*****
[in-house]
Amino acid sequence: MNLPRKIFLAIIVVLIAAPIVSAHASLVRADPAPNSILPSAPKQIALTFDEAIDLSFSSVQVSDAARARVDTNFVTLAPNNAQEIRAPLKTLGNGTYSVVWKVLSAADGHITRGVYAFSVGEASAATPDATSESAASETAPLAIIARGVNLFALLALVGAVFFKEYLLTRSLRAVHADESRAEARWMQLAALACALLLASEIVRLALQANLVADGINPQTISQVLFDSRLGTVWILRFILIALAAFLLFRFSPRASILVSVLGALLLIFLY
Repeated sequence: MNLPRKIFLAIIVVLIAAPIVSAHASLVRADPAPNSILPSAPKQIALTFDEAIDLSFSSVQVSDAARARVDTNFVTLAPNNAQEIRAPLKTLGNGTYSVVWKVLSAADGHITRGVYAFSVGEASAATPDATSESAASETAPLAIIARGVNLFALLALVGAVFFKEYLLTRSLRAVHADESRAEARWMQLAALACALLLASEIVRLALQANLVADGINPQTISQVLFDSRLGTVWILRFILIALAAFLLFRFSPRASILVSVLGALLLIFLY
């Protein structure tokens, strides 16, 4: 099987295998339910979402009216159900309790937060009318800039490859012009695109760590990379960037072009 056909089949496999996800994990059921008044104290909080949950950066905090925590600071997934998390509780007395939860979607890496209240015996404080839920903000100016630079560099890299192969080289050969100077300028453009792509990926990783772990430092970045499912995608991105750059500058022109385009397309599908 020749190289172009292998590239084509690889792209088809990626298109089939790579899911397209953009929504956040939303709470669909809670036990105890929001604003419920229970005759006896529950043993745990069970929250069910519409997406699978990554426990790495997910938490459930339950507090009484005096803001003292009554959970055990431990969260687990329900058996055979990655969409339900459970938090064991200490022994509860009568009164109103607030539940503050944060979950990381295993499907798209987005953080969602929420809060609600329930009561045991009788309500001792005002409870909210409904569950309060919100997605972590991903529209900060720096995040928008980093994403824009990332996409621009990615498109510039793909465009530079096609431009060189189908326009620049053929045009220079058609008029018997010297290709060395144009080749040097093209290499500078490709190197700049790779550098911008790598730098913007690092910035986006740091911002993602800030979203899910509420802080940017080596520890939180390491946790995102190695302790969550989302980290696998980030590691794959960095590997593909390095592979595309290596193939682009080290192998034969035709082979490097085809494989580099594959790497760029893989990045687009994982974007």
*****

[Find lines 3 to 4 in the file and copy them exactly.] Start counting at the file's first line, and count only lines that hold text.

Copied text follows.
Repeated sequence: MNLPRKIFLAIIVVLIAAPIVSAHASLVRADPAPNSILPSAPKQIALTFDEAIDLSFSSVQVSDAARARVDTNFVTLAPNNAQEIRAPLKTLGNGTYSVVWKVLSAADGHITRGVYAFSVGEASAATPDATSESAASETAPLAIIARGVNLFALLALVGAVFFKEYLLTRSLRAVHADESRAEARWMQLAALACALLLASEIVRLALQANLVADGINPQTISQVLFDSRLGTVWILRFILIALAAFLLFRFSPRASILVSVLGALLLIFLY
């Protein structure tokens, strides 16, 4: 099987295998339910979402009216159900309790937060009318800039490859012009695109760590990379960037072009 056909089949496999996800994990059921008044104290909080949950950066905090925590600071997934998390509780007395939860979607890496209240015996404080839920903000100016630079560099890299192969080289050969100077300028453009792509990926990783772990430092970045499912995608991105750059500058022109385009397309599908 020749190289172009292998590239084509690889792209088809990626298109089939790579899911397209953009929504956040939303709470669909809670036990105890929001604003419920229970005759006896529950043993745990069970929250069910519409997406699978990554426990790495997910938490459930339950507090009484005096803001003292009554959970055990431990969260687990329900058996055979990655969409339900459970938090064991200490022994509860009568009164109103607030539940503050944060979950990381295993499907798209987005953080969602929420809060609600329930009561045991009788309500001792005002409870909210409904569950309060919100997605972590991903529209900060720096995040928008980093994403824009990332996409621009990615498109510039793909465009530079096609431009060189189908326009620049053929045009220079058609008029018997010297290709060395144009080749040097093209290499500078490709190197700049790779550098911008790598730098913007690092910035986006740091911002993602800030979203899910509420802080940017080596520890939180390491946790995102190695302790969550989302980290696998980030590691794959960095590997593909390095592979595309290596193939682009080290192998034969035709082979490097085809494989580099594959790497760029893989990045687009994982974007």